Towards the understanding of collective readiness for change: a multilevel view

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Menting, Magteld Mathilda Frances (2022) Towards the understanding of collective readiness for change: a multilevel view. Other Degree thesis, Victoria University.

Abstract

My professional interest as a business analyst influences this research into understanding the successful adoption of change. Readiness for change is an essential aspect of organisational change, with research consensus showing a positive correlation between readiness for change and the effectiveness of organisational change. However, the inability of many organisations to meet their desired change outcomes suggests we need to know more about readiness for change. Readiness for change describes members’ shared commitment to implement change and their confidence in their capability to make the change. While readiness for change involves social processes, in practice evaluation generally occurs at the individual level. A multi-level understanding of readiness for change, including individual, group and organisational levels, is still unclear. Does readiness for change differ at the individual, group and organisational levels? Can we interpret multi-level readiness for change from the individual’s readiness for change? This thesis addresses these questions through a predominantly qualitative research design combining a questionnaire based on established scales and individual interviews with change practitioners. This research is a phenomenological study as it explores the lived experiences of individuals experiencing readiness for change to develop a greater understanding of multi-level readiness for change. The convenience sampling method chosen incorporates an aspect of multilevel sampling design combining people who have experienced a workplace change and change professionals who have implemented a workplace change. The findings of this research extend the literature on multilevel readiness for change. This research also showed the need for organisations to develop their own readiness for change framework to align with their culture. The high proportion of external change agents interviewed provided the additional finding that external change agents are often subjected to political influences undermining their change efforts and impacting their ability to deliver effective and timely change outcomes.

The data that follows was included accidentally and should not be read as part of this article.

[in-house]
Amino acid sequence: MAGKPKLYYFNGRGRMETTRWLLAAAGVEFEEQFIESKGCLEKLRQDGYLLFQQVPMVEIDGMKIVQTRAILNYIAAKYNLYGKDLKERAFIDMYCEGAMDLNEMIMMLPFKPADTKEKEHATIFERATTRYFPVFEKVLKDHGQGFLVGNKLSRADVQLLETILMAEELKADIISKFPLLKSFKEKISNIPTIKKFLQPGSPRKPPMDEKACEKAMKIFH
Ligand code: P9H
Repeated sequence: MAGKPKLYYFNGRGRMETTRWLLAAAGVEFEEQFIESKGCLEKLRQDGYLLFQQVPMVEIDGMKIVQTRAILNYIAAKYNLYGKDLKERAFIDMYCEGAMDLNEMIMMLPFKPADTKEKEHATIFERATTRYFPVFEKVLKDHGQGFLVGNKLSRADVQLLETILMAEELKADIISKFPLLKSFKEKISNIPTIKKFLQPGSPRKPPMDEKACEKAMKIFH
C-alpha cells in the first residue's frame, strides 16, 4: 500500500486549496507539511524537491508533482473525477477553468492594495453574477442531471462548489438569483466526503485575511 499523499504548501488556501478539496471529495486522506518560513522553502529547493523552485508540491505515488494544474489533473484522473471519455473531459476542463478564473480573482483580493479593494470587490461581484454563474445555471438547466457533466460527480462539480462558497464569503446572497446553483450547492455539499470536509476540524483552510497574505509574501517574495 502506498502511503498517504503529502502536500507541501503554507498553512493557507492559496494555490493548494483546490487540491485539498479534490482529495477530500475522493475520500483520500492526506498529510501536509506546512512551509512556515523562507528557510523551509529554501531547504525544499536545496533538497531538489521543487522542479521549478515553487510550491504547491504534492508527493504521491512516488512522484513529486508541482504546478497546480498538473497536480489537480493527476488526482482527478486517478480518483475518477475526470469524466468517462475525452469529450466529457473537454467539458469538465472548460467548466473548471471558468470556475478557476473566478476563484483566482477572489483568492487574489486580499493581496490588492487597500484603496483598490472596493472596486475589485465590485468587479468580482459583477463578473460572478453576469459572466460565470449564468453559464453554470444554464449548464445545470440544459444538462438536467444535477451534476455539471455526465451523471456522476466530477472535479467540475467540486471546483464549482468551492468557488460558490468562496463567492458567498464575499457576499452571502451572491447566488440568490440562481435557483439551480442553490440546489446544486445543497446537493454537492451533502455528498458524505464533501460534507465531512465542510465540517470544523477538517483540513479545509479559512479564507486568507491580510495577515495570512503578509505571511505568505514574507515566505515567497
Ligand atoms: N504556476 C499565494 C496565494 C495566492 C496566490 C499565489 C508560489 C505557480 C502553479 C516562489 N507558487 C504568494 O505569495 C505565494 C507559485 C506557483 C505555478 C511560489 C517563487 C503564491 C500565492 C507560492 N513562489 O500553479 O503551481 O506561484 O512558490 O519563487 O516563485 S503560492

Additional Information

Doctor of Business Administration

Item type Thesis (Other Degree thesis)
URI https://vuir.vu.edu.au/id/eprint/44709
Subjects Current > FOR (2020) Classification > 3507 Strategy, management and organisational behaviour
Current > Division/Research > Institute for Sustainable Industries and Liveable Cities
Keywords multi-level readiness for change, organisational change, change management
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